Testing children who do not have Covid symptoms should end amid fears of a “huge strain” on schools.
Dr. David Tuthill, Royal College of Paediatricians officer for Wales, questioned whether asymptomatic testing was doing “more harm than good.”
According to the most recent data, children and people under the age of 19 account for more than half of all positive cases.
According to the Welsh government, regular testing is required to support face-to-face learning.
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Due to a “clear failing” of the Test, Trace, Protect (TTP) system, school leaders were forced to “take some matters into their own hands,” according to Laura Doel, director of teaching union NAHT Cymru.
Schools, according to Ms Doel, are “struggling” to deal with contact tracing.
“Unfortunately, members are waiting days, if not weeks, to hear from TTP, which is putting a significant strain on schools,” she said.
“As a result, we have a high number of staff absences, a high number of learners who are unable to attend school because they have contracted Covid, and unless someone steps in and addresses the problem, we will only see further disruption to education.”
According to Public Health Wales data from Wednesday, 51.5 percent of positive Covid cases were in people under the age of 19.
According to Swansea Bay University Health Board, nearly as many under-15s have been admitted to hospital with Covid in the last three months as have been admitted throughout the pandemic.
However, according to Dr. Tuthill, serious illness in children as a result of Covid is still uncommon.
He stated that there are currently more cases among children who are “now the unvaccinated reservoirs, and Covid will spread more in that age group.”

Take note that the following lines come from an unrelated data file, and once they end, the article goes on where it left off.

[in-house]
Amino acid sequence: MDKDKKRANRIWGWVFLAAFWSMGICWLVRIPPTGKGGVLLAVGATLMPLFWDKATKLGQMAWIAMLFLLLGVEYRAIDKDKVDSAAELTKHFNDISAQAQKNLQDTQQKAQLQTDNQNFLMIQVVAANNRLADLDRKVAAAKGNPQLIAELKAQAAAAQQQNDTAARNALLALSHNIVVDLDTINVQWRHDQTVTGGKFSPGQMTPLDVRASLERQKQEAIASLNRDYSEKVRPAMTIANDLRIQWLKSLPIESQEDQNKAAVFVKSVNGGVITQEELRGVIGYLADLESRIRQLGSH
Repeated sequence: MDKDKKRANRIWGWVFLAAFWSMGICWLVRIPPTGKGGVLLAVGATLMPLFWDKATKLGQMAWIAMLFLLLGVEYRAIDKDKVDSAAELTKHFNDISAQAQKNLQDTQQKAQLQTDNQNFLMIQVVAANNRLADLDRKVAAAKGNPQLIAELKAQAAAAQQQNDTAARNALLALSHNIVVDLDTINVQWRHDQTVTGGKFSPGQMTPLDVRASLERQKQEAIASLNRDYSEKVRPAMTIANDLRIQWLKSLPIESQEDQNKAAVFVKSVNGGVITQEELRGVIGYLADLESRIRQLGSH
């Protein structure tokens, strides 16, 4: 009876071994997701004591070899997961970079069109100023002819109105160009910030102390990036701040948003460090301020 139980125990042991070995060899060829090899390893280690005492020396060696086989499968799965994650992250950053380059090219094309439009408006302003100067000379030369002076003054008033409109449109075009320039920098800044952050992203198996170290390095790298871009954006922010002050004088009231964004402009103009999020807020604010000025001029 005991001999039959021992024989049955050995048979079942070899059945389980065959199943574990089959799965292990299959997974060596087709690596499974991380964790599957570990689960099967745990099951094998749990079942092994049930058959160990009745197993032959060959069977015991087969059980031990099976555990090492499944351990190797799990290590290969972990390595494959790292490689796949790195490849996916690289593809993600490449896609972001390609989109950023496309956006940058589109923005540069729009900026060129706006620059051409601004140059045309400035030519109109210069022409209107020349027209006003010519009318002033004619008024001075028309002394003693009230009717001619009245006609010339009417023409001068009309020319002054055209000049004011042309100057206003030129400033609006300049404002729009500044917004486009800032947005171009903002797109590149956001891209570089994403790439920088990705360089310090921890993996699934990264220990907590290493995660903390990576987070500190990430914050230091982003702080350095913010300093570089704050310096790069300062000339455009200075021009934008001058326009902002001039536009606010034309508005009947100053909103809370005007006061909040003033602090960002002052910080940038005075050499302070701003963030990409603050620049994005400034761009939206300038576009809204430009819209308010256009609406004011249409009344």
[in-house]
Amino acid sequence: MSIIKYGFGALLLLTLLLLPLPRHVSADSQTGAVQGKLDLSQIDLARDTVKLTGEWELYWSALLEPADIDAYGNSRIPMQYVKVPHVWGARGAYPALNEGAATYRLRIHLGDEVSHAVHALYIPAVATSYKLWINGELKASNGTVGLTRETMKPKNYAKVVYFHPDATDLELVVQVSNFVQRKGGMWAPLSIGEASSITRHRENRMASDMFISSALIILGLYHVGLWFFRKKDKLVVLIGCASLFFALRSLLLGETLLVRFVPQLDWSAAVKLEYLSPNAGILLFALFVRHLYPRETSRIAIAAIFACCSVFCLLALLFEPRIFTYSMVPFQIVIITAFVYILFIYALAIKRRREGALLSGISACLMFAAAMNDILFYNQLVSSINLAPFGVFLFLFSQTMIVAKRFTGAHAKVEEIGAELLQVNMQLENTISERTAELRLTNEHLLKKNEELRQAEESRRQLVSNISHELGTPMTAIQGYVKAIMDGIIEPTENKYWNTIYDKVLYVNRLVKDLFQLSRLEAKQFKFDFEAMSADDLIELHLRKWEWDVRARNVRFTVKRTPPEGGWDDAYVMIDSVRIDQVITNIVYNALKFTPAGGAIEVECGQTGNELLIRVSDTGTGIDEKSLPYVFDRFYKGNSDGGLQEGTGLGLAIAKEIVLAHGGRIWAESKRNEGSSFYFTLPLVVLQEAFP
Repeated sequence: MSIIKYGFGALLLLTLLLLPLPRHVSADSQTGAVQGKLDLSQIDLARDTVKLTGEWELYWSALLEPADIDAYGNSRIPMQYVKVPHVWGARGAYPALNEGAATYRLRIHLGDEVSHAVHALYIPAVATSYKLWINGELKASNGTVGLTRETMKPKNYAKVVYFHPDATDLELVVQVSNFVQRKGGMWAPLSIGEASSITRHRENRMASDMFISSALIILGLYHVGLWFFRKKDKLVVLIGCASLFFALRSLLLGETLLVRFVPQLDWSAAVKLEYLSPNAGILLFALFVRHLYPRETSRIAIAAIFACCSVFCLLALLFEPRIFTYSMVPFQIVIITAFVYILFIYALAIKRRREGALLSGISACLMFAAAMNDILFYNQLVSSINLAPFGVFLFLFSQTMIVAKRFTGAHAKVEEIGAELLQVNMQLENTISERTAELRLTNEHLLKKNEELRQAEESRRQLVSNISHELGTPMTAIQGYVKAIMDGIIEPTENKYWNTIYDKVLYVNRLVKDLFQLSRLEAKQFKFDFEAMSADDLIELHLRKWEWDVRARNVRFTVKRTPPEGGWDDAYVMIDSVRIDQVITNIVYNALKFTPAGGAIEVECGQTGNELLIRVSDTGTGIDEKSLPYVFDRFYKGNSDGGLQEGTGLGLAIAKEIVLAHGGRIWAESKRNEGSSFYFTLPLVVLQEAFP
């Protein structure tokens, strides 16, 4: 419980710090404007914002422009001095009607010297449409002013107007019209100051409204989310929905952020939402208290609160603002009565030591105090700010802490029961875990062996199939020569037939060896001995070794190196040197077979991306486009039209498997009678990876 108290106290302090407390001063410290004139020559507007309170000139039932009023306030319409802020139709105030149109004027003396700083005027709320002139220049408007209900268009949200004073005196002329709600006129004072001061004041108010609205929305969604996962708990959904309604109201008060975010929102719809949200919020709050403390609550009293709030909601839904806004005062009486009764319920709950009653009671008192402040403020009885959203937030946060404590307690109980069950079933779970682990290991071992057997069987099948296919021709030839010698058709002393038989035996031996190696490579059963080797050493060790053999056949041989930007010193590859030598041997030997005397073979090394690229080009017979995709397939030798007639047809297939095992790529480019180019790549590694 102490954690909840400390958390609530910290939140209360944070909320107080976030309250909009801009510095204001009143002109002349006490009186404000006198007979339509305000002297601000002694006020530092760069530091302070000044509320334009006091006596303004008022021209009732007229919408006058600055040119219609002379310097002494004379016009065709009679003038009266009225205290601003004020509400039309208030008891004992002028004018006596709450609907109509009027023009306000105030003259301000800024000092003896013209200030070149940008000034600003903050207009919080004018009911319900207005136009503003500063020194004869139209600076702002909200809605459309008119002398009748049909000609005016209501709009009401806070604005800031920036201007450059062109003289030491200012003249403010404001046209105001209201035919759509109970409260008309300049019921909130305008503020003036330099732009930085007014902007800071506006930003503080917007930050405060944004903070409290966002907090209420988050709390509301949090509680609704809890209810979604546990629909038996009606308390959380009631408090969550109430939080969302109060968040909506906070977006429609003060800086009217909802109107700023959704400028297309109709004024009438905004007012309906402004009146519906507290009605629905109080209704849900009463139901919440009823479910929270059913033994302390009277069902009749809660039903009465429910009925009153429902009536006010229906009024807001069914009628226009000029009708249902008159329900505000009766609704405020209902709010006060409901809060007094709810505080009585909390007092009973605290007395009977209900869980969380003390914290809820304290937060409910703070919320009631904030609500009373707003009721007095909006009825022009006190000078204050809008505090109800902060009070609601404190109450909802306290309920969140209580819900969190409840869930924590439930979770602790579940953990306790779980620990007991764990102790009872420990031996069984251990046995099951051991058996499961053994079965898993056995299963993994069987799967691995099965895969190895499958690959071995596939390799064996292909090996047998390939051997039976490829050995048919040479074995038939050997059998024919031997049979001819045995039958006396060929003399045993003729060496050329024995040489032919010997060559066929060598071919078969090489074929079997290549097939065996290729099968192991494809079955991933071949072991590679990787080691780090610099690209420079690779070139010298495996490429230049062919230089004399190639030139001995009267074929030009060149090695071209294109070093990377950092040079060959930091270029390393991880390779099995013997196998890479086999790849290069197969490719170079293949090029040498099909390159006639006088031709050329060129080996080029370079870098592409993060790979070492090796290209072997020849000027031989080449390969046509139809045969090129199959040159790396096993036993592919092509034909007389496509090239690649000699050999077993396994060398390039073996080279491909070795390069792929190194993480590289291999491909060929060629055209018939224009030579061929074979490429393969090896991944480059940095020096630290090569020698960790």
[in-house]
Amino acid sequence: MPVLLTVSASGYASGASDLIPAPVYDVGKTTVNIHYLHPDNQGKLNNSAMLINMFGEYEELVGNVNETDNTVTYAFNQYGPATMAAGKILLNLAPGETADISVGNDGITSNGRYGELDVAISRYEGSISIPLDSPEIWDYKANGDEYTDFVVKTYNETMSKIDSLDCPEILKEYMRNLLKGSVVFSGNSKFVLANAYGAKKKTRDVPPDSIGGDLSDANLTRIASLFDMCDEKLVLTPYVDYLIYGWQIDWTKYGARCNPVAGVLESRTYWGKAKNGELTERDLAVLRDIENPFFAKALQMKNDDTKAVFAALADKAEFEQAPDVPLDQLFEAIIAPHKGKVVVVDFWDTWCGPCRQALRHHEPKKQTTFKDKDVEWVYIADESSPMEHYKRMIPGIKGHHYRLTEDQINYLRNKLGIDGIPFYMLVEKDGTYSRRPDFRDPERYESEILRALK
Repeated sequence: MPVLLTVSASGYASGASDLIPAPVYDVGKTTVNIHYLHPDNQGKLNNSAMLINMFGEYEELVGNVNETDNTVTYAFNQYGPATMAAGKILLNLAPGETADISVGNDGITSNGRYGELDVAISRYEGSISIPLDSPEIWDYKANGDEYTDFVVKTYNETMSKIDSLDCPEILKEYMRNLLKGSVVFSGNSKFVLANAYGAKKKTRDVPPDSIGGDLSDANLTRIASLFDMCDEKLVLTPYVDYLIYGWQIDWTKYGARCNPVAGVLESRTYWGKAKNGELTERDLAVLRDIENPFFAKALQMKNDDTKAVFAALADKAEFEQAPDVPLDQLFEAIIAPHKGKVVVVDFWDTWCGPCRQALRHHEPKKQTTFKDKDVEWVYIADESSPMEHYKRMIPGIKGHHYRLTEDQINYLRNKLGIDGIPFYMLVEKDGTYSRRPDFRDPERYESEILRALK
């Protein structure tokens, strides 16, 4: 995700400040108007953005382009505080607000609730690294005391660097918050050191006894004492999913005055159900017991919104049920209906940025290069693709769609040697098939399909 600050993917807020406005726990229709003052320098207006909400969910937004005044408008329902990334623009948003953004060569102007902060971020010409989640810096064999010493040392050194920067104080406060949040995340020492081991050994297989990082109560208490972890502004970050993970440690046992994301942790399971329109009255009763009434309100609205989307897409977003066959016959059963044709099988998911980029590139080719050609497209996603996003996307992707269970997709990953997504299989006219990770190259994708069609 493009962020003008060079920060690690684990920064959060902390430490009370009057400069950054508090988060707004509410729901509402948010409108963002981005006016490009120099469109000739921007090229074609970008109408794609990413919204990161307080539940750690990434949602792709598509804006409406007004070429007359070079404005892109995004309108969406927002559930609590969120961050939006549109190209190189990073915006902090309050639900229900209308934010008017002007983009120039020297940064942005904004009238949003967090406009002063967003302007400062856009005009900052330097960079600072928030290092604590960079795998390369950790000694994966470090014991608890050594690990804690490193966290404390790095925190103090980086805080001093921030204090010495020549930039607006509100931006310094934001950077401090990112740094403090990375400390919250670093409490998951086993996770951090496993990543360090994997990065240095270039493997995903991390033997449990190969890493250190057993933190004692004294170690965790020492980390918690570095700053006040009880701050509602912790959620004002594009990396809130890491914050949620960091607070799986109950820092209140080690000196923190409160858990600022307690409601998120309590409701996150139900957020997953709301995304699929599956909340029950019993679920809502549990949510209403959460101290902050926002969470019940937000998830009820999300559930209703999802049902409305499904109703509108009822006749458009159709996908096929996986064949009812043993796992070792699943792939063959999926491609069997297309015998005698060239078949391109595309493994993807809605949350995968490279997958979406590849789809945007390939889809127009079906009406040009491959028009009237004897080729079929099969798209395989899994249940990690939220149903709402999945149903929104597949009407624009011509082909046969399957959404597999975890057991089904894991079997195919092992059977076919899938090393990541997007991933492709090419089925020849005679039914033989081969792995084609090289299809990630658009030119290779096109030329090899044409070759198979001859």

“However, Covid rarely causes serious illness in children,” he added.
He stated that the “real problem” was children suffering from mental health issues as a result of clubs and schools being closed during the first wave of the pandemic.
Vaccinating children aged 12 to 15 starting next week “should reduce the spread of Covid and help children stay in school,” he added.
The Royal College of Paediatrics and Child Health has called for a moratorium on testing children who do not exhibit any symptoms.
Dr. Tuthill stated that children with a high fever and runny nose “obviously should not be in school,” but if that is not the case, “are we doing more harm than good?”
“I think we’ll have to go through another phase now where we say, ‘OK, Covid’s going to be here for a long time – if we’re protecting vulnerable people, those on immunosuppressants, the elderly with vaccinations, should we now be less concerned and stop testing asymptomatic children’?”
TTP, according to a Newport mother of two, is “failing” them.
She wished to remain anonymous because she did not want her experience to be associated with the school, which she claimed was “merely following government guidance.”
“There have been five cases in my son’s primary school class. When the first case was discovered, the child’s parent contacted the school, but TTP did not contact us for five days, by which time the disease had spread.
“We could have had our children tested right away if we had known right away. We had no idea about it until my son made contact with my elderly parents over the course of five days.
“We were extremely fortunate that my son later tested negative. People are tired of testing; it is relentless, and the children are tired of it.”
“My own children worry that their friends are ill, worry that they’re going to catch Covid and pass it on to nan and tad – it’s a difficult situation to be in,” Mererid Mair, a mother of two boys who attend a high school in Caernarfon, Gwynedd, said.
She added that last term’s school safety measures were not “restrictive,” and she would welcome the reintroduction of some.
According to the Welsh government, testing assisted in identifying anyone who was infectious.
“It’s critical that staff and students participate in regular testing and report their results online in order for it to be as effective as possible,” a spokesman added.
It stated that reviews would take place every three weeks “to ensure that we are only asking people to regularly test when it is absolutely necessary to support face-to-face education for the majority of learners.”